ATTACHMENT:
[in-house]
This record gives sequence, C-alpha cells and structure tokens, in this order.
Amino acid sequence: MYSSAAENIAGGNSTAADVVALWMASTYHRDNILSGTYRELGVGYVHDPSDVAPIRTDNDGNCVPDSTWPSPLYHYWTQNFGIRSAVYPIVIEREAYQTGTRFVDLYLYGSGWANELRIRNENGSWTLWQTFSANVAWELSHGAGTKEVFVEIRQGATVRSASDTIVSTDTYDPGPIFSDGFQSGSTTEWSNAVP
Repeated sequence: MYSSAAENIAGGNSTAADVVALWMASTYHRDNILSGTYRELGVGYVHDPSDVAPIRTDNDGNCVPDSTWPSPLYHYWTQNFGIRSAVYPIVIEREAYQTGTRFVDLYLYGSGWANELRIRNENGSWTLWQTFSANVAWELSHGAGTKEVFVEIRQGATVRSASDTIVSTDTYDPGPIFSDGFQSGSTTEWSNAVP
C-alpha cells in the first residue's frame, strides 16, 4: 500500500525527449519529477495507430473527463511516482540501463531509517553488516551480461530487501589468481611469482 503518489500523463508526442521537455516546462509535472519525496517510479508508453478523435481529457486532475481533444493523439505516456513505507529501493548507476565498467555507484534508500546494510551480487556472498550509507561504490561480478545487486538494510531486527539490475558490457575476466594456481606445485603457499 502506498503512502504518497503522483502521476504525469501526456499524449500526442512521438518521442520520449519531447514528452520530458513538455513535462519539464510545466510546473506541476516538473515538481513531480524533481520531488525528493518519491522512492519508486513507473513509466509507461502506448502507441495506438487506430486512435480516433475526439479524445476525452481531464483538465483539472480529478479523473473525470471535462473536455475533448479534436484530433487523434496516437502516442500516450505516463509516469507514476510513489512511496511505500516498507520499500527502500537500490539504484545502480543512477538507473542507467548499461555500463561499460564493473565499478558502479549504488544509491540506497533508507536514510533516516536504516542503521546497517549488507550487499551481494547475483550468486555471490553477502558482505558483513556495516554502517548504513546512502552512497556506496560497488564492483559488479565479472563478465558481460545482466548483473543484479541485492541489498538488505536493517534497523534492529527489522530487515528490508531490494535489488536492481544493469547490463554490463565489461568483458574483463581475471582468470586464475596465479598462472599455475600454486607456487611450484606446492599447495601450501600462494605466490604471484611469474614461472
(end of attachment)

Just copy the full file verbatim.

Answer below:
[in-house]
This record gives sequence, C-alpha cells and structure tokens, in this order.
Amino acid sequence: MYSSAAENIAGGNSTAADVVALWMASTYHRDNILSGTYRELGVGYVHDPSDVAPIRTDNDGNCVPDSTWPSPLYHYWTQNFGIRSAVYPIVIEREAYQTGTRFVDLYLYGSGWANELRIRNENGSWTLWQTFSANVAWELSHGAGTKEVFVEIRQGATVRSASDTIVSTDTYDPGPIFSDGFQSGSTTEWSNAVP
Repeated sequence: MYSSAAENIAGGNSTAADVVALWMASTYHRDNILSGTYRELGVGYVHDPSDVAPIRTDNDGNCVPDSTWPSPLYHYWTQNFGIRSAVYPIVIEREAYQTGTRFVDLYLYGSGWANELRIRNENGSWTLWQTFSANVAWELSHGAGTKEVFVEIRQGATVRSASDTIVSTDTYDPGPIFSDGFQSGSTTEWSNAVP
C-alpha cells in the first residue's frame, strides 16, 4: 500500500525527449519529477495507430473527463511516482540501463531509517553488516551480461530487501589468481611469482 503518489500523463508526442521537455516546462509535472519525496517510479508508453478523435481529457486532475481533444493523439505516456513505507529501493548507476565498467555507484534508500546494510551480487556472498550509507561504490561480478545487486538494510531486527539490475558490457575476466594456481606445485603457499 502506498503512502504518497503522483502521476504525469501526456499524449500526442512521438518521442520520449519531447514528452520530458513538455513535462519539464510545466510546473506541476516538473515538481513531480524533481520531488525528493518519491522512492519508486513507473513509466509507461502506448502507441495506438487506430486512435480516433475526439479524445476525452481531464483538465483539472480529478479523473473525470471535462473536455475533448479534436484530433487523434496516437502516442500516450505516463509516469507514476510513489512511496511505500516498507520499500527502500537500490539504484545502480543512477538507473542507467548499461555500463561499460564493473565499478558502479549504488544509491540506497533508507536514510533516516536504516542503521546497517549488507550487499551481494547475483550468486555471490553477502558482505558483513556495516554502517548504513546512502552512497556506496560497488564492483559488479565479472563478465558481460545482466548483473543484479541485492541489498538488505536493517534497523534492529527489522530487515528490508531490494535489488536492481544493469547490463554490463565489461568483458574483463581475471582468470586464475596465479598462472599455475600454486607456487611450484606446492599447495601450501600462494605466490604471484611469474614461472